• The National Short Story competition was held again, the winner receiving $1,000. The winning entrant was also published in Australian Women’s Book Review. The winner in 1998 was Jennifer Moore, with two stories being declared equal first place. The stories were The Dress and My Mother’s Chair is Empty, the stories can be seen in the September 1998 newsletter.
  • The Women’s Library’s fourth birthday bash was attended by 150 women. The drummers Shebang had everyone stamping their feet and clapping their hands!

1999

  • Fifty members met to discuss male membership and access to The Women’s Library. The differences between Subscriber and Active Membership were also examined. Following the facilitated discussion, The Women’s Library remained an inclusive space, but it was emphasized that The Women’s Library would remain “a safe and supportive space, where women, including lesbians, could be”. Any member would need to be respectful of this aim.
  • International Women’s Dday: Women marched under the library banner. And then there was the Art of Afternoon Tea.
  • The financial situation of the library saw a cut back in opening hours. A cabaret fund raiser was held, and “the response was fantastic.”
  • The Women’s Library launched the art space; the aim was to provide a space for the display and sale of work by women artists, and to raise money for The Women’s Library from commissions.

2000

The library continues it’s “up hill and down dale” history. While management made the decision that it was unable to keep a paid Coordinator on at The Women’s Library, the work still continued, with volunteers keeping up the energy at The Women’s Library. There were many discussions around how to keep the space viable, and used. The key, as always, being the dedicated volunteers, because if the library is not open women can’t use it. Membership is still the main source of income for The Women’s Library.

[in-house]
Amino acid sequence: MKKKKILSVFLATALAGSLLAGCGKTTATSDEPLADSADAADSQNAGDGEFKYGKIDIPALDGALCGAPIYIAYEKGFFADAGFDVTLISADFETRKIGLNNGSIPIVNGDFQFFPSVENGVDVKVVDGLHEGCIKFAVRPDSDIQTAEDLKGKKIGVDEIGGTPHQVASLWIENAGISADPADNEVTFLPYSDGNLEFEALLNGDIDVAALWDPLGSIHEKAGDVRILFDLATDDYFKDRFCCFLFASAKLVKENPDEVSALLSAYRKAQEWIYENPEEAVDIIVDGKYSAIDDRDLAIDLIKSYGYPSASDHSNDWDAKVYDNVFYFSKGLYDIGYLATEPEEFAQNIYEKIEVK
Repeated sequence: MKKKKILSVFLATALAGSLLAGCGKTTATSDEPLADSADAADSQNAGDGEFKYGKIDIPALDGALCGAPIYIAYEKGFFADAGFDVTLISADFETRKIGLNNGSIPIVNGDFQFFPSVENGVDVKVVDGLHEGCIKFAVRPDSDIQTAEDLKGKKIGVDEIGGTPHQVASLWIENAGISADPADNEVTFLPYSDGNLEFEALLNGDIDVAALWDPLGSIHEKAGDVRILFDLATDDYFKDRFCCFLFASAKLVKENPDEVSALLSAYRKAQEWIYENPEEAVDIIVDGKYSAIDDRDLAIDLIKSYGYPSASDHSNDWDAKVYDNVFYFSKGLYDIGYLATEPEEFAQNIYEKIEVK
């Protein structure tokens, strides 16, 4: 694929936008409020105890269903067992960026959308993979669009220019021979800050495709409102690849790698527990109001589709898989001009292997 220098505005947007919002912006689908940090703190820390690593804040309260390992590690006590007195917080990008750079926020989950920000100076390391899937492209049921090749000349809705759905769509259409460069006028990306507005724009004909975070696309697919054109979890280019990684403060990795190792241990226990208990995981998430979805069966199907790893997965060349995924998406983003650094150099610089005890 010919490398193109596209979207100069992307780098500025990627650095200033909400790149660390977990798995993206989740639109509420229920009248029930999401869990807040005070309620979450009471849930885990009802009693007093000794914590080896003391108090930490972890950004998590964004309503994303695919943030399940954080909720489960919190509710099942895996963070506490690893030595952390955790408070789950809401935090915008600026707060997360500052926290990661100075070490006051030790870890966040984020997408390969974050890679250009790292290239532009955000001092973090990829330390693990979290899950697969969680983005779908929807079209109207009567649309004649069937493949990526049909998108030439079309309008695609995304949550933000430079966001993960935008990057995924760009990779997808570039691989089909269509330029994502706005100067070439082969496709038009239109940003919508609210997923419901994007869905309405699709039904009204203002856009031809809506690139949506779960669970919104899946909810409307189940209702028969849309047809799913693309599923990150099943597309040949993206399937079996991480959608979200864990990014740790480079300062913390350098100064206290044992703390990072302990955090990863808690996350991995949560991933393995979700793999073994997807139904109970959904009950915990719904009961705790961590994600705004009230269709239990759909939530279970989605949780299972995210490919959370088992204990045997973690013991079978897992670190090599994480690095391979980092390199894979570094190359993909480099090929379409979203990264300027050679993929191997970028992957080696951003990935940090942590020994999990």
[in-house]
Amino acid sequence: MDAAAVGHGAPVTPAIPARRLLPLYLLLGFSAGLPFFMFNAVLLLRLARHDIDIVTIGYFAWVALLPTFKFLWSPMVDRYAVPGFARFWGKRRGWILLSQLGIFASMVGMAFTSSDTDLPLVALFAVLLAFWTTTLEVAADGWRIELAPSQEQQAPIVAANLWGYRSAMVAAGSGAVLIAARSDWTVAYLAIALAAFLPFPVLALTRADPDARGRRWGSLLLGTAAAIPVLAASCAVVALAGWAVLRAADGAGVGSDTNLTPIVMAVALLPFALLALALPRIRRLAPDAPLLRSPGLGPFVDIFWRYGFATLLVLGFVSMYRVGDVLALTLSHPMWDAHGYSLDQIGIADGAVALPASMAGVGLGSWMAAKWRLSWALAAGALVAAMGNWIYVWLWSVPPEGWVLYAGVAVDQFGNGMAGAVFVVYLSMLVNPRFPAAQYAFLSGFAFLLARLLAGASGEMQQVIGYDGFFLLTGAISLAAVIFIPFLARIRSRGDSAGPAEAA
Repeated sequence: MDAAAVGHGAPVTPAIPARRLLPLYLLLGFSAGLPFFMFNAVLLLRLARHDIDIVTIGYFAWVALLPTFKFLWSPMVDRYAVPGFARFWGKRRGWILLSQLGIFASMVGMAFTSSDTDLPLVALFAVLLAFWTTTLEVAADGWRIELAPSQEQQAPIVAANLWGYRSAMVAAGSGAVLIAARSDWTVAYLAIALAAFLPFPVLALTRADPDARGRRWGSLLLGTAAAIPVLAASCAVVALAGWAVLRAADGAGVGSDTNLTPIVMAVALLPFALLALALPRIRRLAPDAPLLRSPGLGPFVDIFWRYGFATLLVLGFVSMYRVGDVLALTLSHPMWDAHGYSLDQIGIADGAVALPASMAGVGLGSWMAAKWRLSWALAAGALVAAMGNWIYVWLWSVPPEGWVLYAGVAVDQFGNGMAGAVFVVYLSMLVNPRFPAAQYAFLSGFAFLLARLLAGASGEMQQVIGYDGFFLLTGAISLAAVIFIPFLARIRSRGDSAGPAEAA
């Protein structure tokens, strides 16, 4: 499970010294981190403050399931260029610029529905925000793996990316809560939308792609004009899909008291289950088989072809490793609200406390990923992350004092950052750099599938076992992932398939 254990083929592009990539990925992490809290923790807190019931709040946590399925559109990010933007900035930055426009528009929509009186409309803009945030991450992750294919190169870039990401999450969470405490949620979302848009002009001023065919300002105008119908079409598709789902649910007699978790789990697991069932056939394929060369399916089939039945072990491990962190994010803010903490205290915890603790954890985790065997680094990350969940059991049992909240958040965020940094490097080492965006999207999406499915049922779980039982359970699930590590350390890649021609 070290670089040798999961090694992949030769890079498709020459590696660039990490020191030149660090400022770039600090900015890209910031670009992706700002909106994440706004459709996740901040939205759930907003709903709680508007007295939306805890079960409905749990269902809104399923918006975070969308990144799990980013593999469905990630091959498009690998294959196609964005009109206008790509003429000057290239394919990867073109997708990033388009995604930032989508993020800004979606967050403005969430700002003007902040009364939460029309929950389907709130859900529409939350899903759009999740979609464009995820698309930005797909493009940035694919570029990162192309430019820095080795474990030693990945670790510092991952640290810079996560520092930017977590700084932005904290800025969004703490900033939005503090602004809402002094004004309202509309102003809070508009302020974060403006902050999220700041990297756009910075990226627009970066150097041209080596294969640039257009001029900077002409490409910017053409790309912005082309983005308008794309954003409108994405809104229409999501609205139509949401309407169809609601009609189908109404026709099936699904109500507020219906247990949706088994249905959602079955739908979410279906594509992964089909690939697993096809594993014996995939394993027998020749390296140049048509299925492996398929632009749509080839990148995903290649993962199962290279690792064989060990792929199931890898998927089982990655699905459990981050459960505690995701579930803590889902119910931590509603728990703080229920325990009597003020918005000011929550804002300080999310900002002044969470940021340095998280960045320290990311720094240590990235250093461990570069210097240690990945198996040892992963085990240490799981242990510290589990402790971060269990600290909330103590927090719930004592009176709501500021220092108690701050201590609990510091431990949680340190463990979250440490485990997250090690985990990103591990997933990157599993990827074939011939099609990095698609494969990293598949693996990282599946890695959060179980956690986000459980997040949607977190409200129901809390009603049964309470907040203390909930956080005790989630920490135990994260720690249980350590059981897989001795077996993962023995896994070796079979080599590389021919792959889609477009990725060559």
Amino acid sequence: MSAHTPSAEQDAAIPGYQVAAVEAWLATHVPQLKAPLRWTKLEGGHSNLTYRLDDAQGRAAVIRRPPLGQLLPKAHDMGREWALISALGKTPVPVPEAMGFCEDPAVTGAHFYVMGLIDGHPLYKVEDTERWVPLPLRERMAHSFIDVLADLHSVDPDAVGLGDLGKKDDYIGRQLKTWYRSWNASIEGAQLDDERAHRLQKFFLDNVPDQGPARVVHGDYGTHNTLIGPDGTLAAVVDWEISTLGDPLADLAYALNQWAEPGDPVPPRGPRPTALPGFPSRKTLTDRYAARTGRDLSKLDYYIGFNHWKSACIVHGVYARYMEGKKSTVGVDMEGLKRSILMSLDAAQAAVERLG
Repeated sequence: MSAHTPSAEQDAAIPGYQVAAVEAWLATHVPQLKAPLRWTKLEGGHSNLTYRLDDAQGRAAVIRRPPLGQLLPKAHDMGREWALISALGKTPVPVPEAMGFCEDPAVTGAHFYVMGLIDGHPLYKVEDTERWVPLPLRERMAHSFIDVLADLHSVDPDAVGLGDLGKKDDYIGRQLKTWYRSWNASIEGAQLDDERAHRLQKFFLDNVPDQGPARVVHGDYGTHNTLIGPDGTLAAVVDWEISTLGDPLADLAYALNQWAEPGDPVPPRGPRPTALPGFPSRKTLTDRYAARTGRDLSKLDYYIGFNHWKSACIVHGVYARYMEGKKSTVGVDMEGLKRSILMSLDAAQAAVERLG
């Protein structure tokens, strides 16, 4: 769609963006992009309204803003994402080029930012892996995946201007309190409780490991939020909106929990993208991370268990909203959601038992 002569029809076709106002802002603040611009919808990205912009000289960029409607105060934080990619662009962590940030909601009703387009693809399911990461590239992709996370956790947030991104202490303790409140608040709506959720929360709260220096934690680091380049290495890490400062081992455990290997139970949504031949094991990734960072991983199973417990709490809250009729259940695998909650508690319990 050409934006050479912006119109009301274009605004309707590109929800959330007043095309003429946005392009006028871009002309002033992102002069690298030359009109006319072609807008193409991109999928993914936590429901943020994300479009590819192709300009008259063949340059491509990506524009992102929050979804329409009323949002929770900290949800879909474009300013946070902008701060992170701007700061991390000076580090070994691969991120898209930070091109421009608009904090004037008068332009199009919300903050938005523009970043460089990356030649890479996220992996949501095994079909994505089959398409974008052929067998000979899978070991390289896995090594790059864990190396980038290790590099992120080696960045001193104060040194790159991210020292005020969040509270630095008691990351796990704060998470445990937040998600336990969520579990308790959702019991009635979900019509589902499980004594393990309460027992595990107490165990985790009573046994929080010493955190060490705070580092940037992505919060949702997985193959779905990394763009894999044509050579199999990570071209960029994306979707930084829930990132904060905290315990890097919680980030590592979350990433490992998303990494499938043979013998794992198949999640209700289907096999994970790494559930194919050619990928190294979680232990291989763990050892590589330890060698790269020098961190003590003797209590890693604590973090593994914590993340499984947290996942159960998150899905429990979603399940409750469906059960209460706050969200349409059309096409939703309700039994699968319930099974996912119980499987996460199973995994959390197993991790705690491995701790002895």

2001

While 2000 was a year of upheaval and change, 2001 continued with the spirit and determination which has kept the library viable to date. A movie afternoon was held, where women watched “Fire and Contact”.
A big thank you to The Women’s Library volunteers, members, and sponsors.

2002

The Women’s Library had an increased energy this year, with new volunteers learning the ropes. The stall at Mardi Gras Fair day raised $1,400 for The Women’s Library.

2003

This year The Women’s Library went in the Mardi Gras Parade. Banners were made for the side of the truck. These banners are still used in the library, and when marching at IWD and RTN.
There was a donation of computers, and the networking of the computer system began. Electronic cataloguing continued, with Bronwyn organising many a working a bee.

2004

There were many changes this year, with more discussion about the future of the library. There are the on going processes of collection development, attracting and maintaining volunteers (and providing training that gives them the skills they need).